“Experts say that even at ages 16 and 17, when compared to adults, juveniles on average are more:— impulsive.

— aggressive.

— emotionally volatile.

— likely to take risks.

— reactive to stress.

— vulnerable to peer pressure.

— prone to focus on and overestimate short-term payoffs and underplay longer-term consequences of what they do.

— likely to overlook alternative courses of action.

Violence toward others also tends to peak in adolescent years, says psychiatrist Dr. Peter Ash of Emory University. It’s mostly likely to start around age 16, and people who haven’t committed a violent crime by age 19 only rarely start doing it later, he said.

The good news here, he said, is that a violent adolescent doesn’t necessarily become a violent adult. Some two-thirds to three-quarters of violent youth grow out of it, he said. “They get more self-controlled.”” (Link)

 The front part of the brain ties together signals from other parts of the brain.  However this area does not fully mature until age 25.  Almost every college student (or high school student) is under pressure (whether is be peer, self or parental pressure) and there is always a flux of emotions waiting to happen at any one time.

This pressure is said to cause strain on the maturing frontal lobes of the brain.  So this is why college students under go risks?  This is why students drink, do drugs, and stay up all night long partying?  I don’t think so.  While peer pressure and stress might have something to do with the massive under age drinking problem in our country, I do not think it is plausible to blame it on the brain.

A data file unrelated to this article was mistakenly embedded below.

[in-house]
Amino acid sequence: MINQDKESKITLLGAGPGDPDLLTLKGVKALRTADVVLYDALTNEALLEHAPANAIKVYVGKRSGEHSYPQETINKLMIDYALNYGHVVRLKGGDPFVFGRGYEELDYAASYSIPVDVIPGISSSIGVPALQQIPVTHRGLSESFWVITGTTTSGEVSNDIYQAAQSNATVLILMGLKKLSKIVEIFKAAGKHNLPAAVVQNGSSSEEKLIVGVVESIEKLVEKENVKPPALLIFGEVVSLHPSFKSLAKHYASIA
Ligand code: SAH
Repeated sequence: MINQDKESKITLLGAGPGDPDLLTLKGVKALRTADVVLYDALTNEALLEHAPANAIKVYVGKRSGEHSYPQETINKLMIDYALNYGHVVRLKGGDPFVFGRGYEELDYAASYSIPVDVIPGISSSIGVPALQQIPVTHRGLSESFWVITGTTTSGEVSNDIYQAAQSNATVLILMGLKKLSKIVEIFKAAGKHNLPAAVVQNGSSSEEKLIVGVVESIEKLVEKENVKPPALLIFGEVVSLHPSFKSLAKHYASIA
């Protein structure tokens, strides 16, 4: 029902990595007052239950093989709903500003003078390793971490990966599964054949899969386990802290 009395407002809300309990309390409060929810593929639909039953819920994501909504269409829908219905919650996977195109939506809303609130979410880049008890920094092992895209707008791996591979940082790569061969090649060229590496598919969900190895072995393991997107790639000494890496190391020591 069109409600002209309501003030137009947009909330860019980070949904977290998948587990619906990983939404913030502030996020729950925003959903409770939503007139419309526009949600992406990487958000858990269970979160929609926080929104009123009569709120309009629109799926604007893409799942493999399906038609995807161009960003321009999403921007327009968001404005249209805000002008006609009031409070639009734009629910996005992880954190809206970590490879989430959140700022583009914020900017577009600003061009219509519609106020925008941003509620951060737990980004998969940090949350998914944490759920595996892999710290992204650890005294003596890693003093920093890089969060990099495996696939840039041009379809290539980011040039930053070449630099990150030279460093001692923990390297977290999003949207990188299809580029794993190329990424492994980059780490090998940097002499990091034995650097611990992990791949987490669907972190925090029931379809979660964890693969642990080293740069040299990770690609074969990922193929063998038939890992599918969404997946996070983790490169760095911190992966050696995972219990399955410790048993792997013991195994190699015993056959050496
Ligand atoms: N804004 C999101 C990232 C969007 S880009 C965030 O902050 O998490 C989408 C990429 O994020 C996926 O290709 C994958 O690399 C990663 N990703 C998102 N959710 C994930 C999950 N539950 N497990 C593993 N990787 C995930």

The main reason that high school and college students take the risk of drinking is that they know it is not legal.  They can get away with it and it makes them feel powerful.  Look at other countries.  With a legal drinking age of 18 their children are as crazy about alcohol as ours.  I am not saying that the drinking age should be lowered — it is fine where it is.

The opening line of the article linked above interested me:  “ The teenage brain, Laurence Steinberg says, is like a car with a good accelerator but a weak brake. With powerful impulses under poor control, the likely result is a crash.”

While the brain might be still developing, I do not think it can be given total fault for the reckless behavior of teenagers.  There are other influences that one must take into consideration.